Important Dates about Salman Rushdie: Controversial British writer of Indian origin Salman Rushdie was attacked on Friday morning in New York, USA. The attacker attacked him with a knife in his neck. Rushdie had arrived at an event. There the attacker came on stage and attacked the person who interviewed him including Rushdie. Rushdie, covered in blood, was immediately taken by air ambulance to a hospital in Erie, Pennsylvania, where he is being treated. According to the news agency Reuters, Rushdie is undergoing surgery. New York Governor Kathy Hochul has said that Rushdie is being looked after as needed.
Rushdie first received death threats from Iran in the 1980s for his controversial book, The Sanetic Verses. The book was accused of blasphemy. The book was banned in Iran in 1988. The late Iranian leader Ayatollah Ruhollah Khomeini issued a religious order to kill Rushdie. Iran had offered a reward of US$3 million to kill Rushdie. Although the Iranian government later distanced itself from Khomeini’s decree, Rushdie has since defended himself, using the pseudonym Joseph Anton to hide.
Timeline of Rushdie’s life so far
Salman Rushdie was born on 19 June 1947 in Bombay, India, now called Mumbai. In 1981 his second novel Midnight’s Children won the Booker Prize. His novel The Sanetic Verses was released in 1988 but soon it was banned in Iran, Bangladesh, Pakistan, South Africa and other countries. India had also banned its import.
- In 1989, Iran issued a fatwa calling for Rushdie to be executed for insulting Islam in The Satanic Verses.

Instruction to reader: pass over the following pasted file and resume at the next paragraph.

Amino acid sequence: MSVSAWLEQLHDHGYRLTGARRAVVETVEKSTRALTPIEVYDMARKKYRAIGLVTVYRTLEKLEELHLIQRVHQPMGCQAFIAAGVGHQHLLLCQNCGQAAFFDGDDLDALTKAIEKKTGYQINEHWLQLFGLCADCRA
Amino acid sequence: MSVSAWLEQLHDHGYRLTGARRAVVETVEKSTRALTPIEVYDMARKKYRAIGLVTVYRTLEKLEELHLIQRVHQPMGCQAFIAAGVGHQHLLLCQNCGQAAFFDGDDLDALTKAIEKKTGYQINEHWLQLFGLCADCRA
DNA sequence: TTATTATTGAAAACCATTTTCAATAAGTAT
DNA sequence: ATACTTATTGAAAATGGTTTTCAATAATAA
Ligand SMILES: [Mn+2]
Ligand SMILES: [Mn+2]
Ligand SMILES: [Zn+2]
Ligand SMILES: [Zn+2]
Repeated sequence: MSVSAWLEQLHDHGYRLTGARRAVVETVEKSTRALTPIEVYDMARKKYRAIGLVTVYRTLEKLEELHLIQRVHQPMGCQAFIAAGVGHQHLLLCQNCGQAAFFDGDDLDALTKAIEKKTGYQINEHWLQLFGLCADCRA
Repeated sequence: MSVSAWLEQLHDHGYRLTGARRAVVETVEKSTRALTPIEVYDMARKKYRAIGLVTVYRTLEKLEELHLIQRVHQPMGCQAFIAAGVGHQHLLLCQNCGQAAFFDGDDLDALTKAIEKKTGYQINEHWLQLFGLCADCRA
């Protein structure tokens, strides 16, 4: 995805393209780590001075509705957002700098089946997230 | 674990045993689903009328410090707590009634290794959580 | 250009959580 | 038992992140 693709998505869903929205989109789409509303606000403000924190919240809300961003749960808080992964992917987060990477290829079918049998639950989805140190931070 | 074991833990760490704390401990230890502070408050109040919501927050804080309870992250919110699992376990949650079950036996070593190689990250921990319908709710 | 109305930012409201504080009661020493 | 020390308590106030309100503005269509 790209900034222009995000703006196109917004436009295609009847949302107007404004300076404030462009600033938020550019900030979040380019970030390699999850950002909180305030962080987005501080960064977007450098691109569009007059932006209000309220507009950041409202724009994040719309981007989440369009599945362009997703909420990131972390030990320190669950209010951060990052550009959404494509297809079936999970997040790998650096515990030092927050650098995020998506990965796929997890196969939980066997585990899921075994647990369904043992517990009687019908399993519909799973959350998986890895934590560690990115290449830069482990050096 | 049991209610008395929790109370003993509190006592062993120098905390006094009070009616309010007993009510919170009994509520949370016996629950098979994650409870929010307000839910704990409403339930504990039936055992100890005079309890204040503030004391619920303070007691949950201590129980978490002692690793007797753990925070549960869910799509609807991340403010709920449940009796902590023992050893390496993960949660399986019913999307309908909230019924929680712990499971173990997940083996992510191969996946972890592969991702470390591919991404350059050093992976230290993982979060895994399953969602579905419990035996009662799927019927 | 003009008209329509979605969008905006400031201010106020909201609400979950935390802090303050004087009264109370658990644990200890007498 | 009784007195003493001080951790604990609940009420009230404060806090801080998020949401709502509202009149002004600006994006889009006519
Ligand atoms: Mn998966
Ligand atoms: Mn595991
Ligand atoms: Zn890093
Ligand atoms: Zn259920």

- In 1990, Newsweek published an essay by Rushdie. In this essay titled Good Faith, Rushdie tried to defend the novel.
- In 1993, Rushdie took part in the founding of the International Parliament of Writers to Protect Writers and Freedom of Expression. It was dissolved in 2003.
- In 1995, Rushdie made his first appearance in London in a previously announced public appearance after the Iranian fatwa was issued. Prior to this, he had lived in safe houses under the protection of the police for six years.
When Rushdie could not come to India
- In 1999, Rushdie was given a visa by the Indian government to visit the motherland, but this provoked protests from Muslims.
- In 2005, Rushdie’s book Shalimar the Clown was published, in which several narrative threads revolve around Indian-administered Kashmir.
- In 2007, Rushdie was awarded the title of Sir by Queen Elizabeth II of Britain for his contribution to literature. This provoked widespread protests among the Muslim community of Pakistan.
- In 2008, Rushdie’s novel Midnight’s Children was awarded the Booker Prize.
Iran said fatwa still valid
- In 2009, Iran said that the fatwa against Salman Rushdie was now valid.
- In January 2012, Salman Rushdie canceled his plans to attend the Jaipur Literature Festival after protests by some Muslim groups in India.
- In 2012, Rushdie published the memoir named Joseph Anton, which tells the story of his hiding.
- In 2014, Rushdie won the annual Pen/Pinter Prize for his support of freedom of expression, which judges called his generous support to writers.
- Another book by Rushdie, Two Years, Eight Months and Twenty Eight Nights, was released in 2015.
Rushdie becomes a US citizen
- In October 2015, Rushdie warned of new threats to freedom of expression in the West amid tight security at the Frankfurt Book Fair. The Iranian Ministry of Culture did not attend the fair due to Rushdie’s presence.
- Rushdie became a US citizen in 2016 after living in New York for 20 years.
- In 2020, Rushdie was shortlisted for the Booker Prize by Miguel de Cervantes for Quichote, a modernized version of the Spanish epic Don Quixote.
- In 2022, Rushdie was made a Companion of Honor at Britain’s Queen’s Annual Birthday Honours.